Another Syrian kid beaten in Turkey
BELGİN AKALTAN - firstname.lastname@example.org
DHA photoThese are not even newsworthy. They have become routine events. This one happened last week in the Aegean city of İzmir, Turkey’s third largest city, known for its civilized, westernized stance on about every matter. İzmir people are a highly modern, environmentally friendly, art-loving and fun-loving bunch of people. Girls are beautiful there; they are free spirited, they wear shorts everywhere; fathers are tolerant, flirting is commonplace. Women can walk home alone. What else can I say? I envy İzmir people; it is one of the most European places in Turkey, along with some coastal resorts.
Anyway, in this nice city İzmir, which is (no surprise) the stronghold of the main opposition Republican People’s Party (CHP), a group of shopkeepers attacked and beat up a Syrian kid, a street vendor trying to sell tissues to people sitting and dining at cafes.
Photos of him crying with a bleeding nose have been posted all over the place. The beating, with the kid trying to take cover under the tables, being trampled on the ground, a shopkeeper with a stool in his hand, has been seen by the entire country. Just google “İzmir Suriyeli çocuk;” you have all the pictures there.
According to papers and witnesses, the kid was saved by other Syrians and passers-by around. He was so traumatized and because he did not speak Turkish, he did not let anybody near him for some time. Only after he recognized people were actually trying to help him, and through other Syrians speaking his language, he was attended to. He disappeared and only pictures of him were left.
After two days of searching, police found the kid and his mother so they could start legal action. The İzmir Police Department opened a case against Adnan Peyi, an employee at a shop, accused of beating the young Syrian in Basmane Square, downtown İzmir. Peyi, however, claimed he did not beat the boy, but other shopkeepers and he actually had been protecting the kid from other Syrians fighting each other. He said they interfered in the incident because the kid was fighting with a Syrian girl, using the stools, disturbing the customers. They interfered to protect the child. He claimed the whole incident was misunderstood.
Yeah, of course… Now, I need to take one of my deep breaths here and count to 10...
I mean, what huge liars we Turks are. I have never come across bigger liars than us. We lie instantly, constantly and big time… We change the situation, the facts, the reality that the entire universe agrees upon, only in seconds, to serve our purposes. It must be a form of psychic abnormality: the Turkish psycho of twisting facts, or rather, the Turkish twist. All of us, without exclusion, we all suffer from this, only in varying degrees.
Nobody is guilty in Turkey. Everybody is a victim. We should be in therapy all together as a nation to be able to see the truth and to distinguish between fact and fiction, and also to realize clearly what and how we make up to cover the truth.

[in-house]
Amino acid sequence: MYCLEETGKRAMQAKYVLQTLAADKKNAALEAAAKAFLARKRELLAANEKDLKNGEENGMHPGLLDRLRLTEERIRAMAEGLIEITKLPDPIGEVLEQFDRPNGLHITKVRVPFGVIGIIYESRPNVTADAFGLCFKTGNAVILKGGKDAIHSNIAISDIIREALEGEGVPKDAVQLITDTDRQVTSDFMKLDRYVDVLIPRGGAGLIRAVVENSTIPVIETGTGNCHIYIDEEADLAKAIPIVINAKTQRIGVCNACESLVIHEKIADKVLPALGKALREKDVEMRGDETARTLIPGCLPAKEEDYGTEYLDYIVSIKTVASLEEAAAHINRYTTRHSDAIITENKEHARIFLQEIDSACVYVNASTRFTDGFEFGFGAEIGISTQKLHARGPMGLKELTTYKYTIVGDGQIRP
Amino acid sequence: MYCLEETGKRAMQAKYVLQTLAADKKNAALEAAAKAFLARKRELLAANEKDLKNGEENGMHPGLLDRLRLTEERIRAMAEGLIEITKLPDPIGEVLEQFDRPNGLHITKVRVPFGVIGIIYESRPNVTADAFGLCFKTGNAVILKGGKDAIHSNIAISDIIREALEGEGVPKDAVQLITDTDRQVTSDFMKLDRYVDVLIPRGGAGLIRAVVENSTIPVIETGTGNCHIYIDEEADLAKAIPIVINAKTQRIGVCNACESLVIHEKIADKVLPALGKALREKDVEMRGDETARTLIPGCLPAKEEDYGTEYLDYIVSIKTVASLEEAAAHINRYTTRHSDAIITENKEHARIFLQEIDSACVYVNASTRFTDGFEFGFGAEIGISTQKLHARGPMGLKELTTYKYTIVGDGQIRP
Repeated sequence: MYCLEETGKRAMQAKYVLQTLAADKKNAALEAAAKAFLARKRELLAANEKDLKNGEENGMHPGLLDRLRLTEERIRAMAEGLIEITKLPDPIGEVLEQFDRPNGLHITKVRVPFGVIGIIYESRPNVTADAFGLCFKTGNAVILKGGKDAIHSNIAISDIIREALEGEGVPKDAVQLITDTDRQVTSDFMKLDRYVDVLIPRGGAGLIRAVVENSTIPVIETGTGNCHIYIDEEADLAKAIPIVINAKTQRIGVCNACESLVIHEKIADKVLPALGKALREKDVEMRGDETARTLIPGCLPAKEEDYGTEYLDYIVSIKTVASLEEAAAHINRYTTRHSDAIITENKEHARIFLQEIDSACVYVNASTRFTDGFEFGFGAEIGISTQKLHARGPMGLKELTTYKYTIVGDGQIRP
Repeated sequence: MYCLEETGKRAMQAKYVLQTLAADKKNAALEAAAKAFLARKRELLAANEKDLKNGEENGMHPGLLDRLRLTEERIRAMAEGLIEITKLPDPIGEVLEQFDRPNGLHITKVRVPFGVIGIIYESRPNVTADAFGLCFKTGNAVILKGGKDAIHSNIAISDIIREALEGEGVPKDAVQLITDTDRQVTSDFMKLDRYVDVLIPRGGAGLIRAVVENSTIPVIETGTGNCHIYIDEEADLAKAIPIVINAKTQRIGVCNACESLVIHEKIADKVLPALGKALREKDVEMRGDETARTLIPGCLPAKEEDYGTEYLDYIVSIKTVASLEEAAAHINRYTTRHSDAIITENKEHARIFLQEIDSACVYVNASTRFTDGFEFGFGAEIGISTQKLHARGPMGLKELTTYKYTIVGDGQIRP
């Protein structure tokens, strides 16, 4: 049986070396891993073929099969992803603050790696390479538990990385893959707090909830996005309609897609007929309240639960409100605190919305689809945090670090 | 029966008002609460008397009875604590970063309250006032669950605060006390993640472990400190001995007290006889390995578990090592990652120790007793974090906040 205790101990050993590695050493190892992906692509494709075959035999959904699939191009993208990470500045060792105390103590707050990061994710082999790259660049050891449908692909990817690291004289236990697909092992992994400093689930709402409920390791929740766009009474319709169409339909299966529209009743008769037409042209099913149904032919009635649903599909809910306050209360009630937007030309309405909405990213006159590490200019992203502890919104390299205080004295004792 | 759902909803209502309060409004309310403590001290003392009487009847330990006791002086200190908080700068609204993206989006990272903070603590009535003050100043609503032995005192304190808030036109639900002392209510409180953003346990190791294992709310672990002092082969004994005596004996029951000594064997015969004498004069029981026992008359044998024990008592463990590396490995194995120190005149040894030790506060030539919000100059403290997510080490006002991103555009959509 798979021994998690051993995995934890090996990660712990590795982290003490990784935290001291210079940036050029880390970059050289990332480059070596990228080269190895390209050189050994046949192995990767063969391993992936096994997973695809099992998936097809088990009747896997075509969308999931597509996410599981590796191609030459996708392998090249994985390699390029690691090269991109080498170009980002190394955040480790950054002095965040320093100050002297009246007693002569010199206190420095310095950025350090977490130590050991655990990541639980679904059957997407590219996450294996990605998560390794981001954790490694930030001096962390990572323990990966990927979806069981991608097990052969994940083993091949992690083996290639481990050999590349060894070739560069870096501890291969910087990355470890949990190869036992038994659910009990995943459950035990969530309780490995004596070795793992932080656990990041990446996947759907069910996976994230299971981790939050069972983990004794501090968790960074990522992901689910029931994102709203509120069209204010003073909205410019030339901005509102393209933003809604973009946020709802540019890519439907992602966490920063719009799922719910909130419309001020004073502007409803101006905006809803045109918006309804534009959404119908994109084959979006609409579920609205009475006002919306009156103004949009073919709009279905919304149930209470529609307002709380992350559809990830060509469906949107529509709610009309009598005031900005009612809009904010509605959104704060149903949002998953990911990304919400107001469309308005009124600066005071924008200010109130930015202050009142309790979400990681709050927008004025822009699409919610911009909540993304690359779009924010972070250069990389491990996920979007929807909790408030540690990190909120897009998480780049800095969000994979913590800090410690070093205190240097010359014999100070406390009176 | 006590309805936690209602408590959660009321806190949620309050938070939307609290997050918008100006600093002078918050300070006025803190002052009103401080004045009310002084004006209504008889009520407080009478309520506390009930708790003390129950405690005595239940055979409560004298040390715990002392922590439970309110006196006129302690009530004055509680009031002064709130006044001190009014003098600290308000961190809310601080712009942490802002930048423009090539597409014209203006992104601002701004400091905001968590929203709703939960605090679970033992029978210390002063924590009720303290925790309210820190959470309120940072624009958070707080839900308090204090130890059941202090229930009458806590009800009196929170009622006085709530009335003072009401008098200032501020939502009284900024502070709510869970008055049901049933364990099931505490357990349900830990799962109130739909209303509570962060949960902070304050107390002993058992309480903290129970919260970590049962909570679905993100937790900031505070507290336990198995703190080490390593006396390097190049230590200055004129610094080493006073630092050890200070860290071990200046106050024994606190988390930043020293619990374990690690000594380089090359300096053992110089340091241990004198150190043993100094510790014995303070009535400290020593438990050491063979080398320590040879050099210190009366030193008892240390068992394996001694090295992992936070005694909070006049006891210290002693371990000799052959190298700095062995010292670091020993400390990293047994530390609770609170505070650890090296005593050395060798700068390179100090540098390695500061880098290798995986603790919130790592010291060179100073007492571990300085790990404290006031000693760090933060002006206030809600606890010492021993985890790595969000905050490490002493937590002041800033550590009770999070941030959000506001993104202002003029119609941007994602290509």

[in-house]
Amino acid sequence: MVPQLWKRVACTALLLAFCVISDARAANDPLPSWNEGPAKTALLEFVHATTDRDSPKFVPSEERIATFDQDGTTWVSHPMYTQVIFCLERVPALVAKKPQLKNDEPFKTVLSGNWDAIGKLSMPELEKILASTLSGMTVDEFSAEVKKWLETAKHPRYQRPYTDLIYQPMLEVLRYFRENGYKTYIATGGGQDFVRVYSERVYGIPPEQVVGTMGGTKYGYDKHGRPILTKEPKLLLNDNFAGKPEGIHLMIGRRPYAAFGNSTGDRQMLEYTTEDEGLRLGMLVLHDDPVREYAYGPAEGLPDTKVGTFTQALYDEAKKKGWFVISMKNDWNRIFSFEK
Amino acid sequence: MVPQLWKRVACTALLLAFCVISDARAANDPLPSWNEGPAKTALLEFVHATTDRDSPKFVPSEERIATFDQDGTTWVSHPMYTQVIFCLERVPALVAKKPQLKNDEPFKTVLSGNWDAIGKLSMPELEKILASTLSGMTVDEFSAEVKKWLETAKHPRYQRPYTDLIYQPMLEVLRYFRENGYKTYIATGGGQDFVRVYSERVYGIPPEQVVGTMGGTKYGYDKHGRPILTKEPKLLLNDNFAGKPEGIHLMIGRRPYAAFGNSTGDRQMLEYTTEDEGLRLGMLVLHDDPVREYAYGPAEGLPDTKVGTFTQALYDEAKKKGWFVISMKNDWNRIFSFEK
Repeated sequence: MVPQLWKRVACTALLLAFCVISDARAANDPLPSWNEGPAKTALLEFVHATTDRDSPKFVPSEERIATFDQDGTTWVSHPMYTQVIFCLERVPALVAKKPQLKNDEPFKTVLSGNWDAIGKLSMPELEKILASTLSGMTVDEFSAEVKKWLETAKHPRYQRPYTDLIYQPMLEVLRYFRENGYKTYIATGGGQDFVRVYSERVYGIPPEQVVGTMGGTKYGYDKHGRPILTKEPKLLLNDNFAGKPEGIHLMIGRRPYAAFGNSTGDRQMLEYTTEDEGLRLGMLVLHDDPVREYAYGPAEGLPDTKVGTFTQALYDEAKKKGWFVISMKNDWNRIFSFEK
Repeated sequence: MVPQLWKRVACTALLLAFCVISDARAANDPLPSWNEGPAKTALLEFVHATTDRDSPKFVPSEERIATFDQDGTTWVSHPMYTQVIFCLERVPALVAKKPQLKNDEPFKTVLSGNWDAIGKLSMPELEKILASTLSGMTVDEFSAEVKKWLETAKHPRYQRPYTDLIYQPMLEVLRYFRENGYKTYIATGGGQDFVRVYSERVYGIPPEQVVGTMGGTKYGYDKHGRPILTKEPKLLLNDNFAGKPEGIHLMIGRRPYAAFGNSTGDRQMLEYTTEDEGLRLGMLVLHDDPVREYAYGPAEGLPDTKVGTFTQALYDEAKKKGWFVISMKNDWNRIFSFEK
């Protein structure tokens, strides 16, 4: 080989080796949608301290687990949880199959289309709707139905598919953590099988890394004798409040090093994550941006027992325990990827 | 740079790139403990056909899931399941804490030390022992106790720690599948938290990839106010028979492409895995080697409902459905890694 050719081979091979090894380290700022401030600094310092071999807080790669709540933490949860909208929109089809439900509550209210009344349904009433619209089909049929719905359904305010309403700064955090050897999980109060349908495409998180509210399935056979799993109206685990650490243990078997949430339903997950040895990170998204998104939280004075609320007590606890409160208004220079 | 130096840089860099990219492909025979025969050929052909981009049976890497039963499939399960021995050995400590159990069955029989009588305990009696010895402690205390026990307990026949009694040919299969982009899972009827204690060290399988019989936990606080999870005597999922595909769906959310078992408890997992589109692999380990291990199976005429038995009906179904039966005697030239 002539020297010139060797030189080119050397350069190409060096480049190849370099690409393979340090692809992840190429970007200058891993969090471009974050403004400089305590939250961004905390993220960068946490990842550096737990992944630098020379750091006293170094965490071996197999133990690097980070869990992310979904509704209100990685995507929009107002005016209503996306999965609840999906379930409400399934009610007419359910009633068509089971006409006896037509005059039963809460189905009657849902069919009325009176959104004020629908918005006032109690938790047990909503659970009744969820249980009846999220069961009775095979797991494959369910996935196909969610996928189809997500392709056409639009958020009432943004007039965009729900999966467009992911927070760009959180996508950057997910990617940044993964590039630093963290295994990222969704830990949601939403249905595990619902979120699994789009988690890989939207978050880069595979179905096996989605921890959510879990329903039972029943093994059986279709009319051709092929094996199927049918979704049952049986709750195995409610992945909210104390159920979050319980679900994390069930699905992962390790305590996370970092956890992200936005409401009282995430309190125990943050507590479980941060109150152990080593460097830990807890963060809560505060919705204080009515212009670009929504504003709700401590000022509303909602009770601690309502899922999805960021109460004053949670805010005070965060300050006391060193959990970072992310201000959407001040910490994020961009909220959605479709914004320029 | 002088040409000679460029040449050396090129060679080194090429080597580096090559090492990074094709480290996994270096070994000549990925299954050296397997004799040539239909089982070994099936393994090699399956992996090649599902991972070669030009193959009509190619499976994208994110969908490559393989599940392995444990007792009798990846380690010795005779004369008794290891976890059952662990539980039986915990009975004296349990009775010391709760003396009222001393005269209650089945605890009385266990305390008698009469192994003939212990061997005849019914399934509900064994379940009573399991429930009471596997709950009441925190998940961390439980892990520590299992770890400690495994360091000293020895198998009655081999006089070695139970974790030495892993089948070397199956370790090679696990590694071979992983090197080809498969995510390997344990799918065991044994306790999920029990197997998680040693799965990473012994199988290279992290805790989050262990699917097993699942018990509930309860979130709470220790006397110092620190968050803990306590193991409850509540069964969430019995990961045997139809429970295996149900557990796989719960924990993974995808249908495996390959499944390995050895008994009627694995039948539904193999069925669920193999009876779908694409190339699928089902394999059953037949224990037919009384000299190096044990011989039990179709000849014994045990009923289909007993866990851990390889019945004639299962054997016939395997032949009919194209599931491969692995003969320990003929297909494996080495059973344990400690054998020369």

The prime minister has sent word to the İzmir provincial head of the Justice and Development Party (AKP), Bülent Delican, to track down the child so that the needs of his family are met.
The child, who has a name now (Ahmed Hamdo Abeyd), said, “’I was only selling tissues. While I was about to sell a pack to a lady there, they pulled me aside and hit me. They stepped on me. Syrians on the other side of the road rushed and poured water on me and I gained consciousness only then.”
Mother Gusun Abeyd, who has five children, said they lived in Aleppo before the war while her husband was a TV repairman. They escaped the war in Syria and came to Turkey; they stayed at refugee tent cities in border towns for a while, she explained. They came to İzmir four months ago.
He husband was jobless; Ahmed was selling tissues. With little money and help from several charities and charitable people, they were surviving. She said she was very sorry for the incident, adding, “We are so happy with Turkey. God bless you. I did not file a complaint because of this incident. I believe God will punish those who beat up my boy.”
The local AKP leader gave toys to children. Their address was given to the prime minister. The mother, who has a heart condition, will receive health care. Other aids will probably follow.
This Syrian refugee crisis, self-created by our big heads while they were trying to make Turkey “the America of the Middle East” has come back to us as 2 million poor people, most of them living on the streets of big cities trying to make a living. Our country is now flooded with uncontrolled, unregistered Syrian refugees, with kids begging or trying to sell goods on the streets, with men offering cheap labor, provoking the rage of other less-cheap available local labor.
Add to this the naturally nurtured violence in ordinary Turkish people, the unstoppable urge to discriminate, to use force against soft targets; then, every day, in every city, on every street corner, similar incidents happen: a child is beaten, a woman is kicked, a young man is stabbed… I guarantee I will have another picture of a crying Syrian child, a young girl, a young man, an older man, a mother, a grandmother, a whole family, abused, beaten, starving, grieving, injured, dead, etc., next week in this column.